I don't know, man. I'm not sure about this new paradigm. I've joked and needled about the Giants becoming Red Sox West -- a previously cursed, suddenly omnipresent fan base that is both legion and obnoxious -- but I didn't expect it to actually happen.
SHORTSTOP — 1, Rafael Furcal, Cardinals, 3,972,921. 2, Brandon Crawford, Giants, 3,666,897. 3, Troy Tulowitzki Rockies 2,776,412. 4, Jimmy Rollins, Phillies, 2,465,314. 5, Starlin Castro, Cubs, 2,185,278. 6, Jose Reyes, Marlins, 1,856,997. 7, Alex Gonzalez, Brewers, 1,383,622. 8, Jed Lowrie, Astros, 1,237,156
I can't stop staring at that. It's a down year for shortstops in the National League, I get that. And you can't expect the masses to know that Jed Lowrie exists at this point, much less what kind of year he's having. But Brandon Crawford almost made the All-Star team. He almost started the All-Star Game. Brandon Crawford. He is fourth in the league in OBP, which … wait, wrong column. That was errors. Never mind. Brandon Crawford was almost an All-Star.
Can't look away. The Giants are one of those teams now. Brandon Crawford almost started the All-Star Game. There's so much cognitive dissonance that needs to happen for me to type that out, even. I like Brandon Crawford. His glove, at least. And he really cut back on the strikeouts in June compared to May. That's … something.
But he isn't an All-Star. He shouldn't even be in the conversation. When you try to say the words "Brandon Crawford, All-Star" in the same sentence, a butterfly should fly out of your mouth and distract you from completing the phrase because a wizard cast a spell on you to prevent you from saying that phrase because nobody should ever say that phrase.
And it's not just Crawford.
SECOND BASE — 1, Dan Uggla, Braves, 3,831,375. 2, Brandon Phillips, Reds, 3,164,460. 3, Jose Altuve, Astros, 2,397,322. 4, Freddy Sanchez, Giants, 2,289,147.
Freddy Sanchez can't open a car door without an elaborate system of pulleys and winches helping him grip the door handle. He still finished fourth.
OUTFIELD — 1, Melky Cabrera, Giants, 7,521,784 … 13, Jason Heyward, Braves, 1,936,179. 14, Aubrey Huff, Giants, 1,913,528. 15, Corey Hart, Brewers, 1,847,985. 16, Jay Bruce, Reds, 1,673,939.
Aubrey Huff is having one of the most miserable seasons imaginable, and I'm not just talking about OPS or production. Injuries, personal stuff, and production … it's all a toxic package that's led to one of the most miserable seasons imaginable. Huff still finished over Jay Bruce, still got over 500,000 votes more than Giancarlo Stanton.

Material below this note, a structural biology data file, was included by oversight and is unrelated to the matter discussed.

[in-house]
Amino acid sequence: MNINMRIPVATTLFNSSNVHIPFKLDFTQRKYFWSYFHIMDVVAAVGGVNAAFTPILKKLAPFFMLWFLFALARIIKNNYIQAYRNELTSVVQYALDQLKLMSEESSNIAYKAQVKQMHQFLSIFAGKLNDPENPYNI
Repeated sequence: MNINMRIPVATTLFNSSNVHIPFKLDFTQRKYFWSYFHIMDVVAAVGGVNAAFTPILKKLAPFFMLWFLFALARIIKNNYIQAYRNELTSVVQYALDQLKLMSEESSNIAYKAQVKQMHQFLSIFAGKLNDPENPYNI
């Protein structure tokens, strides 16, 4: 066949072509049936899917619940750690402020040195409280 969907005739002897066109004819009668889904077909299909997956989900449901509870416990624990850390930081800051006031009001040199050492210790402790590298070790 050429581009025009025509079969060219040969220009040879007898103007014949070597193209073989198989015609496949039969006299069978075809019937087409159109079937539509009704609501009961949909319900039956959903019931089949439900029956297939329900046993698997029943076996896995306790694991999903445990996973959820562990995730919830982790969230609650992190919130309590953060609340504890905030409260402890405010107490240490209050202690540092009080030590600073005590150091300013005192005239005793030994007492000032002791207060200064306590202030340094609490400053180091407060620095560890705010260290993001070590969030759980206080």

It's not the Pablo Sandoval selection that gets me. Sandoval is a well-known, popular player, both in his home market and around the league. He's also been good for a while. Those kinds of players make All-Star teams. Derek Jeter makes every All-Star team, even if he's hitting .260/.300/.300. Direct democracy can be annoying, but in 20 years, it will have totally made sense that Jeter or Sandoval started the All-Star Game. Once you reach a certain fame/talent threshold, the arguments for or against starting an All-Star Game shouldn't be that fierce. Historically, teams picked using first-half success alone would be far, far worse than teams made from established stars.
So I'm not going to apologize for the Sandoval spot on behalf of Giants fans. It almost makes more sense to me than Melky Cabrera, even though I've watched Melky demolish the NL this year. I'm still not quite used to the idea that he's consistently awesome now. Sandoval is something of a star, and it's the All-Guys-Like-Sandoval Game.
Sandoval beat Wright in the voting. I'm fine with that. It fits into my personal definition of what an All-Star is. One part good, one part recognizable, two parts not a three-month fluke. Wright was the better choice, and I actually voted for Wright, but I don't mind a player like Sandoval making it.
Sandoval beat Wright by over a million-and-a-half votes. Take away 1.25 million of those. He still wins. But now Crawford is in fourth place, which is now in the realm of acceptable big-market ballot-stuffing traditions. Freddy Sanchez and Aubrey Huff drop off the leader board. Buster Posey still wins. It's the extra million-plus that's the difference. It's like changing an "F" to an "A+" on your report card when you should have just made it a simple "B." Settle down, Giants fans. We need about a million less of these vote doohickeys, and we're still golden.
But after decades of relative obscurity with anything and everything (unless it had to do with Barry Bonds, when coverage was less than flattering), it's good to be the bully. It's good to be the obnoxious fan base. I've been on both sides. I've been a Niners fan when they were steamrolling the NFL, and I've been a Warriors fan. Every year is 2008 for Warriors fans. Every player is Todd Linden, except for the ones who are Fred Lewis.
It's better to be the universally loathed early-'90s Niners fan. The Giants just need four more titles to complete the illusion. I can wait. But until then, they're still going to be the kind of team that draws well on the road, with fans that cheer extra-obnoxiously loud in other ballparks and stuff the ballot box. The days of sympathy and pity from other teams is gone. Fans of 29 different teams kind of hate the Giants right now.
Feels good, man. Feels good.